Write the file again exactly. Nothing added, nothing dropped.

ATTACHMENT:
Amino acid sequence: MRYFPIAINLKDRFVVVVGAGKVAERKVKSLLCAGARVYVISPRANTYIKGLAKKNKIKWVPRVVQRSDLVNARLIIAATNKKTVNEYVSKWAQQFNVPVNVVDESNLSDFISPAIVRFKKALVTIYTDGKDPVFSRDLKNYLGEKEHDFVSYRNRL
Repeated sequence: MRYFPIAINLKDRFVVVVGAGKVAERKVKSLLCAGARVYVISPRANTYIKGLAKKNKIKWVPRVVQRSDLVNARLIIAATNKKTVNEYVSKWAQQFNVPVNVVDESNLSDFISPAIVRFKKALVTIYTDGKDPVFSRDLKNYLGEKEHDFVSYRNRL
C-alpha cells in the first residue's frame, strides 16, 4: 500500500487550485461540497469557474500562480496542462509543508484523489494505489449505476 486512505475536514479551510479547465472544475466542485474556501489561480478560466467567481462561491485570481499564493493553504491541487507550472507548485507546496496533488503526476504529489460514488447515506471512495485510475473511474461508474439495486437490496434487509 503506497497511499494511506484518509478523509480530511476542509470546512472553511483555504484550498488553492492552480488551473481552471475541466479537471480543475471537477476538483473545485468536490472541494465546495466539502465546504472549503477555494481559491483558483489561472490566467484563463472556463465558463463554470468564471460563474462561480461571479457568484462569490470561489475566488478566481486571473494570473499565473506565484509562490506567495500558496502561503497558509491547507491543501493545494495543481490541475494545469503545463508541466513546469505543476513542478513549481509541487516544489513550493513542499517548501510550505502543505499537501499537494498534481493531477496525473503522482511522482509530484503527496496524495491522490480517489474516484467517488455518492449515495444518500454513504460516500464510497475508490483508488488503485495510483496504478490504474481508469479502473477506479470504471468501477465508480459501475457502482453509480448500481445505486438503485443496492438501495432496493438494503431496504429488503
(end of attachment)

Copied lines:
Amino acid sequence: MRYFPIAINLKDRFVVVVGAGKVAERKVKSLLCAGARVYVISPRANTYIKGLAKKNKIKWVPRVVQRSDLVNARLIIAATNKKTVNEYVSKWAQQFNVPVNVVDESNLSDFISPAIVRFKKALVTIYTDGKDPVFSRDLKNYLGEKEHDFVSYRNRL
Repeated sequence: MRYFPIAINLKDRFVVVVGAGKVAERKVKSLLCAGARVYVISPRANTYIKGLAKKNKIKWVPRVVQRSDLVNARLIIAATNKKTVNEYVSKWAQQFNVPVNVVDESNLSDFISPAIVRFKKALVTIYTDGKDPVFSRDLKNYLGEKEHDFVSYRNRL
C-alpha cells in the first residue's frame, strides 16, 4: 500500500487550485461540497469557474500562480496542462509543508484523489494505489449505476 486512505475536514479551510479547465472544475466542485474556501489561480478560466467567481462561491485570481499564493493553504491541487507550472507548485507546496496533488503526476504529489460514488447515506471512495485510475473511474461508474439495486437490496434487509 503506497497511499494511506484518509478523509480530511476542509470546512472553511483555504484550498488553492492552480488551473481552471475541466479537471480543475471537477476538483473545485468536490472541494465546495466539502465546504472549503477555494481559491483558483489561472490566467484563463472556463465558463463554470468564471460563474462561480461571479457568484462569490470561489475566488478566481486571473494570473499565473506565484509562490506567495500558496502561503497558509491547507491543501493545494495543481490541475494545469503545463508541466513546469505543476513542478513549481509541487516544489513550493513542499517548501510550505502543505499537501499537494498534481493531477496525473503522482511522482509530484503527496496524495491522490480517489474516484467517488455518492449515495444518500454513504460516500464510497475508490483508488488503485495510483496504478490504474481508469479502473477506479470504471468501477465508480459501475457502482453509480448500481445505486438503485443496492438501495432496493438494503431496504429488503